Sutejo, Mizu kagami

Today–a hokku by Sutejo 捨女 (1634-1698).

gazing into mirroring water,
eyebrows drawn gracefully —
riverside willow

mizu kagami mite ya mayu kaku kawa yanagi
水鏡見てやまゆかく川柳

Is the one gazing into the water a human speaker, or is it an anthropomorphized willow tree?

In Tang China, the eyebrows of beautiful women were described as having  the shape of willow leaves. Willow  trees in general were associated with desirable women, as the supple shape of their branches suggest pliability and modesty. Sutejo’s verse alludes to this analogy.

In “Song of Everlasting Regret” 長恨歌, the Bo Juyi 白居易 poem that was much admired in premodern Japan, the Emperor is reminded of his beloved by lotus blossoms and willows:

the lotus [blossoms] were like her face, the willow [leaves] were like her eyebrows
芙蓉如面柳如眉

I wasn’t aware of the “willow leaf” ideal. I had heard of the “moth antennae” analogy, but the willow leaf shape is considerably different; a lot closer to modern beauty standards.

The Puzzle of Vaccine Hesitancy in Japan

From Japan On the Record podcast: An interview with Dr. Andrew Gordon and Dr. Michael Reich on the COVID-19 vaccine in Japan, where things aren’t going so well:

Link to the print article: Journal of Japanese Studies  muse.jhu.edu/article/799776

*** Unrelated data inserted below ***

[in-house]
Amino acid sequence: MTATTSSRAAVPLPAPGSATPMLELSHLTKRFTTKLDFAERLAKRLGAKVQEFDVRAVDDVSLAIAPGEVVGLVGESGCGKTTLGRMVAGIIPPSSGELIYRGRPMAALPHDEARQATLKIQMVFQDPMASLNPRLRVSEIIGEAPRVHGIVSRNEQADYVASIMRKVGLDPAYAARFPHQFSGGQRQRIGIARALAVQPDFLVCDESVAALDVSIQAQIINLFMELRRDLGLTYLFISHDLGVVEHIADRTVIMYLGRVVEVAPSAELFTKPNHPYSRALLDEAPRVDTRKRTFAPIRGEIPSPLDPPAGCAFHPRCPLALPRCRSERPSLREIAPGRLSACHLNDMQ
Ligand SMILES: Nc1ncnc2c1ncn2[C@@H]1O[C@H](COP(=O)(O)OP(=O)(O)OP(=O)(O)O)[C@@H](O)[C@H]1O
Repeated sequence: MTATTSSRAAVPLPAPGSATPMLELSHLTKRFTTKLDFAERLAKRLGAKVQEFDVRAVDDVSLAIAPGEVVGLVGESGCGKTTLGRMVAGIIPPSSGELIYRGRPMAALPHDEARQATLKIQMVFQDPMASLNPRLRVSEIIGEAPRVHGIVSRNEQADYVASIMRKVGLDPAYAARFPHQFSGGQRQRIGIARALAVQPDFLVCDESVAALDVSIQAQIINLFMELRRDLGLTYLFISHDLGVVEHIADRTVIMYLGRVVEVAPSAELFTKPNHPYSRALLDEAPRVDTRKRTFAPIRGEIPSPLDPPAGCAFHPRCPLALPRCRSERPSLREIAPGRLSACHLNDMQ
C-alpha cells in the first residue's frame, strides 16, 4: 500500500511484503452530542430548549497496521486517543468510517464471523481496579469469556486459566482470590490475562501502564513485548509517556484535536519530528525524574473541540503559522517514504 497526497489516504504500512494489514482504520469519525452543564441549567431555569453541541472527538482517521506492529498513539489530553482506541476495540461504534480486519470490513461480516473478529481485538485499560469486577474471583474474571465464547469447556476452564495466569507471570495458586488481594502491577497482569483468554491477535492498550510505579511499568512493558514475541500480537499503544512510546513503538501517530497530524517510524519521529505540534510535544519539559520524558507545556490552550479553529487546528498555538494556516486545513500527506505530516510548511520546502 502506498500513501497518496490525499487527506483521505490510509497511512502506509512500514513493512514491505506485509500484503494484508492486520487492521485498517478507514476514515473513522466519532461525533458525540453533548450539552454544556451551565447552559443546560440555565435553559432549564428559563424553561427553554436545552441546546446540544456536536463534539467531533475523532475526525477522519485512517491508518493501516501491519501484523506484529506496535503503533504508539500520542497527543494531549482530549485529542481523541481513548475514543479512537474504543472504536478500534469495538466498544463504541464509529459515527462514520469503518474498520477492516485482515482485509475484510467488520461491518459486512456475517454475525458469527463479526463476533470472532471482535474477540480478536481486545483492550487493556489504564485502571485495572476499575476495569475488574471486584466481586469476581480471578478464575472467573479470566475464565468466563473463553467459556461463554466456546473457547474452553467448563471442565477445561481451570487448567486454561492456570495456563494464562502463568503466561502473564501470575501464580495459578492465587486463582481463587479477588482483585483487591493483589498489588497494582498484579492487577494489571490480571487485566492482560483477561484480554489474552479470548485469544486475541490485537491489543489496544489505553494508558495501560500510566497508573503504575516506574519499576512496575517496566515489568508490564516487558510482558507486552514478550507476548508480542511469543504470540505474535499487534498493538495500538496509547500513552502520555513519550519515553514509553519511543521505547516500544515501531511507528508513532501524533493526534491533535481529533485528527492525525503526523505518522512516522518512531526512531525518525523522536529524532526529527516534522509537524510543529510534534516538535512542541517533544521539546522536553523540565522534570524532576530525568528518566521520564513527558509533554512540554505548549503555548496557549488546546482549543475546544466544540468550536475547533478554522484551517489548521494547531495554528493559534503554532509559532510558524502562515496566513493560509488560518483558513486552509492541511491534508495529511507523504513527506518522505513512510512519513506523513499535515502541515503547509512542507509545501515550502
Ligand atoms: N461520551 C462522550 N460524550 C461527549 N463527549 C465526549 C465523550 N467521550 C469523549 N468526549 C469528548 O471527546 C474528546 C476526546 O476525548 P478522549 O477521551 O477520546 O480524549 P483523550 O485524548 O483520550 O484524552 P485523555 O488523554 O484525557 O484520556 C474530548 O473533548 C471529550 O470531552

Gordon, Andrew and Michael R. Reich. “The Puzzle of Vaccine Hesitancy in Japan.” The Journal of Japanese Studies, vol. 47 no. 2, 2021, p. 411-436. Project MUSE, doi:10.1353/jjs.2021.0047.

About access, from the journal homepage: “Contents of the Journal of Japanese Studies are available online in the Project Muse and JSTOR databases.  The publication policies of the Journal meet the normal requirements for Open Access.”

On Twitter

Letters 2: Bashô 1690

The image shows a kana variant for まいらせ候

Part of my occasional Letters series. This one is from Bashô to his disciple Ukô 羽紅, who was married to one of his most famous disciples, Bonchô 凡兆. One of the things that’s immediately striking about this letter is that it’s written largely in kana (syllabary) in deference to Ukô being female. There are some other interesting points, but read on.